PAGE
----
On Wednesday evening, the Rio Rancho City Council censured Councilor Chuck Wilkins by a vote of 4-2 for failing to disclose his newly acquired property in Unit 10. Wilkins’ wife was obviously angry at me for calling her out in my most recent Observer column (continuing to scream as I said they were) and one of the most telling things about the evening was that the Tea Party couldn’t separate the issue of Wilkins’ act as a governing official from their existence as an (ostensibly) separate and uncompromised entity. Wilkins’ responded to the censure with an obviously off topic statement that he printed and handed out to the audience. For those who are unaware, there is a procedural rule that doesn’t allow any governing body member to talk about off topic items.
So it’s rather telling that Wilkins would print this up so his wife, Renee (RRTP president) and mother (RRTP board member) could pass this out. In case he was called out by another member for going off topic in his speech (which he was), he clearly planned to be successful in getting his message out to the public, at least for the moment.
This tactic failed to gain traction as the KOB news reporter almost laughed at how preposterous the move was, and at the end of the evening, many copies of those statements were left littered on the floor of the council chambers. The final nail in Wilkins’ coffin seems to be the glib statement he made to the media about the censure not being a “big deal.” A Facebook comment on the Committee for a Safe Rio Rancho states:
The fact that he broke the law and feels it’s no big deal to do that and when he gets censured as part of the punishment and feels it is no big deal just shows how much he care for our laws. He feels he is above the law. He needs to be prosecuted. Showing no remorse for his wrong doing is a criminal mindset.
Would be placing a home office in a residence at the edge of large development with paved roads from Southern and from an expanded Westside Blvd using a relocated and paved 19th St SE (instead of being a nuisance requiring trees to be planted, his own words from Wednesday night) to direct clients to your home office be an advantage?
It would seem that Wilkins’ reaction has backfired on him and will continue to do so if he doesn’t remember his place in public servitude.
The Paradox of Public Servitude
You wouldn’t know by looking at our public officials these days, but running for and obtaining elected office is an act of voluntary servitude with the public as their headmasters. But if we were to judge political office by how government officials and the media treat politicians, you’d think that it’s a glamorously powerful position to be in. The position of elected office does indeed come with a great deal of power.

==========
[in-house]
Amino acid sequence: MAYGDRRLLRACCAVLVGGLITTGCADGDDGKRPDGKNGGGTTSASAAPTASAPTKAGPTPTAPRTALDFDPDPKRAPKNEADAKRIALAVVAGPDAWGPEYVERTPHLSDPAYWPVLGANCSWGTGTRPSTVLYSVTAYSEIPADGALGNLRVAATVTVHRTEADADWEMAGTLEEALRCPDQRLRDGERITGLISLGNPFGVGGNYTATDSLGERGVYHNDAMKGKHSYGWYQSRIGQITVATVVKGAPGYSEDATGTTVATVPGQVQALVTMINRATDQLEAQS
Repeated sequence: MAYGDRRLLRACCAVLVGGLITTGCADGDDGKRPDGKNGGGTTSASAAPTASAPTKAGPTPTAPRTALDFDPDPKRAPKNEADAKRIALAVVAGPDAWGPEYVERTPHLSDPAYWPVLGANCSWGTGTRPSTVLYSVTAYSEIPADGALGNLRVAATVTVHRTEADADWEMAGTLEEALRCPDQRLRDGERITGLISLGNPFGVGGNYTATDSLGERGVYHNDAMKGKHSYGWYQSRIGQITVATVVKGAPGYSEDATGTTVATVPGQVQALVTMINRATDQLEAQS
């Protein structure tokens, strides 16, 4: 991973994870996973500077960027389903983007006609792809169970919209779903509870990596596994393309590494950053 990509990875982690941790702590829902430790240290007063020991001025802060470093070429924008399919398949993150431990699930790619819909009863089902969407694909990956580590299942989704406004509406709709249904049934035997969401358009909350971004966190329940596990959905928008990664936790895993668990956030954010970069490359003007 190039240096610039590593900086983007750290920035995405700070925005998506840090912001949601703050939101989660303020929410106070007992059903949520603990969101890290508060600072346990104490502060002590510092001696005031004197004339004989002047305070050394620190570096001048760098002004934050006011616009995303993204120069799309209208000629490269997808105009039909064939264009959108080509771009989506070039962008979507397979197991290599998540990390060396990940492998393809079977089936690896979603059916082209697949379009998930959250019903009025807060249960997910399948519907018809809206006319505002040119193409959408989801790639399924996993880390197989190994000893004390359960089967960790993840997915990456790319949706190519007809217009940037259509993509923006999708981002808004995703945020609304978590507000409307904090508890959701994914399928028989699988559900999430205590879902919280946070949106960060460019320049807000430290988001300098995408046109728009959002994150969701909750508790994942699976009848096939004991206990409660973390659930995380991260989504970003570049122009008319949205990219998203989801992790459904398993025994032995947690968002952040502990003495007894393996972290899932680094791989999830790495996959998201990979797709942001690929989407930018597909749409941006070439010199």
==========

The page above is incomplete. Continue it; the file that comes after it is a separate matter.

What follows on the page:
If wielded humbly, that power can be used for good and if wielded pridefully, that power will be used for corruption and only ends in tyranny and oppression. So why do we call elected office ” public service” if they wield so much power? That’s the paradox of public servitude. A paradox is when two or more seeming contradictions are true, in this case, the idea of a servant having power.
The ‘politician’ killed the ‘statesman.’ The notion of a public servant humbly wielding power in just fashion has been replaced by the egotistic megalomania of the politician. And while Wilkins’ has tried to pass himself off as just a regular guy, his latest move has all but cemented his image as a politician. The point that Wilkins missed was not that he had done something illegal, (he may not have) but rather his actions speak loudly about his questionable intentions concerning his involvement in the Unit 10 project and specifically about the $2 million to pave Westside Blvd.
The reason why the Charter and Governing Body Rules & Procedures require disclosure, even if only to say that that there is no conflict of interest, is to show the public that your intentions are nothing but honest. By not disclosing until painted into a corner, it casts a shadow on the whole issue. It takes courage to stand up and do the right thing, but humility takes far more strength than courage ever could.
Councilor Wilkins’ Only Honorable Option
The worst thing Councilor Wilkins could do at this point is puff up his chest and dig his heels in. If he’s an honorable man, then he would be wise to humbly ask forgiveness for not being completely forthright with his property. He should also release all records (including those held at his private business) of his plans for Unit 10 and then pass the torch to another governing body member and recuse himself. It’s true that this whole debacle looks bad for the City of Rio Rancho.
It seems that our local government can’t get serious about our ICIP priorities. If it’s not Mayor Swisstack subverting the council for a park, it’s Wilkins subverting the council for a road. None the less, the egg on our face is not the result of the censure brought against either man but rather from those governing body officials (like Swisstack and Wilkins) willing to go rogue. It’s one thing to go against the grain of tyranny, it’s quite another to go against the grain for money.
But will he do this? Unfortunately he probably will not. Wilkins’ could have diffused the whole story at the censure by being apologetic and instead lashed out at anyone and everyone he could. And if the latest post on his blog is any indication, Wilkins’ is unfortunately on the war path.